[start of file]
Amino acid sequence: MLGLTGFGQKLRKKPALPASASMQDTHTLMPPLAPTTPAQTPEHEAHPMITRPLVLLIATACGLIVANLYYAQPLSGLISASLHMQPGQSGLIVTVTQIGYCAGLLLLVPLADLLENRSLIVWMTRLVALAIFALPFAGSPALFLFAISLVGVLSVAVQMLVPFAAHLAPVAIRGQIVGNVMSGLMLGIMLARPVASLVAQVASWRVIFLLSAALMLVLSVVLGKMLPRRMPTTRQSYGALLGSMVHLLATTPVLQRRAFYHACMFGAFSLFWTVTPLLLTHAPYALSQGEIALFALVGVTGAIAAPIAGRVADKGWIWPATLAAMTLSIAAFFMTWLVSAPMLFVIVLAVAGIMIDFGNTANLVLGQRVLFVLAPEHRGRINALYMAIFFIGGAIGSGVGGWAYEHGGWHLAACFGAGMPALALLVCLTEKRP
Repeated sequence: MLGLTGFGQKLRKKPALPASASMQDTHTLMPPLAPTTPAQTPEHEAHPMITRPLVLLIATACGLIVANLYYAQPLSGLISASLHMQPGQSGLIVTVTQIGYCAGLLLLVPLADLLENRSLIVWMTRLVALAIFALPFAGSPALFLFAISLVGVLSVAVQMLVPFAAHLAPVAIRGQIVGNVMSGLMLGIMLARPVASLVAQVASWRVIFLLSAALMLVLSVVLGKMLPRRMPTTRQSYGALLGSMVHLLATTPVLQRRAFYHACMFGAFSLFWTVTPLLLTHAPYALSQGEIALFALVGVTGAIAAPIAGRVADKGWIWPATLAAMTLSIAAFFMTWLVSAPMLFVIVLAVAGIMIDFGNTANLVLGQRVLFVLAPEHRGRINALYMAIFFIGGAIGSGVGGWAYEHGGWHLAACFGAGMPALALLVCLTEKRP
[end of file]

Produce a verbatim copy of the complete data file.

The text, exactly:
Amino acid sequence: MLGLTGFGQKLRKKPALPASASMQDTHTLMPPLAPTTPAQTPEHEAHPMITRPLVLLIATACGLIVANLYYAQPLSGLISASLHMQPGQSGLIVTVTQIGYCAGLLLLVPLADLLENRSLIVWMTRLVALAIFALPFAGSPALFLFAISLVGVLSVAVQMLVPFAAHLAPVAIRGQIVGNVMSGLMLGIMLARPVASLVAQVASWRVIFLLSAALMLVLSVVLGKMLPRRMPTTRQSYGALLGSMVHLLATTPVLQRRAFYHACMFGAFSLFWTVTPLLLTHAPYALSQGEIALFALVGVTGAIAAPIAGRVADKGWIWPATLAAMTLSIAAFFMTWLVSAPMLFVIVLAVAGIMIDFGNTANLVLGQRVLFVLAPEHRGRINALYMAIFFIGGAIGSGVGGWAYEHGGWHLAACFGAGMPALALLVCLTEKRP
Repeated sequence: MLGLTGFGQKLRKKPALPASASMQDTHTLMPPLAPTTPAQTPEHEAHPMITRPLVLLIATACGLIVANLYYAQPLSGLISASLHMQPGQSGLIVTVTQIGYCAGLLLLVPLADLLENRSLIVWMTRLVALAIFALPFAGSPALFLFAISLVGVLSVAVQMLVPFAAHLAPVAIRGQIVGNVMSGLMLGIMLARPVASLVAQVASWRVIFLLSAALMLVLSVVLGKMLPRRMPTTRQSYGALLGSMVHLLATTPVLQRRAFYHACMFGAFSLFWTVTPLLLTHAPYALSQGEIALFALVGVTGAIAAPIAGRVADKGWIWPATLAAMTLSIAAFFMTWLVSAPMLFVIVLAVAGIMIDFGNTANLVLGQRVLFVLAPEHRGRINALYMAIFFIGGAIGSGVGGWAYEHGGWHLAACFGAGMPALALLVCLTEKRP